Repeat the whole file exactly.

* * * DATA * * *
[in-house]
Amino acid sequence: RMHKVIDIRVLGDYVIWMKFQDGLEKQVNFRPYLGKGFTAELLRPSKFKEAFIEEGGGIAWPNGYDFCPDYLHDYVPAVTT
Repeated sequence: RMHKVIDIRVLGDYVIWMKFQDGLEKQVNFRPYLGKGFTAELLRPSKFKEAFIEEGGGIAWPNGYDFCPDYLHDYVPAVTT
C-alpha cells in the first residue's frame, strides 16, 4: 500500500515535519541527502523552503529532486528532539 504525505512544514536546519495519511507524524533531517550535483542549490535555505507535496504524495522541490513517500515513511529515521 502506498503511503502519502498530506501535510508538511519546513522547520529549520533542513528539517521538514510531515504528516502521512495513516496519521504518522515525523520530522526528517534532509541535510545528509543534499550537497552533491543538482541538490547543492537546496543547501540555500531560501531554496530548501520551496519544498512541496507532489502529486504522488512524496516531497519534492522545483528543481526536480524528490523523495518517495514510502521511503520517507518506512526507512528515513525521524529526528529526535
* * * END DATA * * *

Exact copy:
[in-house]
Amino acid sequence: RMHKVIDIRVLGDYVIWMKFQDGLEKQVNFRPYLGKGFTAELLRPSKFKEAFIEEGGGIAWPNGYDFCPDYLHDYVPAVTT
Repeated sequence: RMHKVIDIRVLGDYVIWMKFQDGLEKQVNFRPYLGKGFTAELLRPSKFKEAFIEEGGGIAWPNGYDFCPDYLHDYVPAVTT
C-alpha cells in the first residue's frame, strides 16, 4: 500500500515535519541527502523552503529532486528532539 504525505512544514536546519495519511507524524533531517550535483542549490535555505507535496504524495522541490513517500515513511529515521 502506498503511503502519502498530506501535510508538511519546513522547520529549520533542513528539517521538514510531515504528516502521512495513516496519521504518522515525523520530522526528517534532509541535510545528509543534499550537497552533491543538482541538490547543492537546496543547501540555500531560501531554496530548501520551496519544498512541496507532489502529486504522488512524496516531497519534492522545483528543481526536480524528490523523495518517495514510502521511503520517507518506512526507512528515513525521524529526528529526535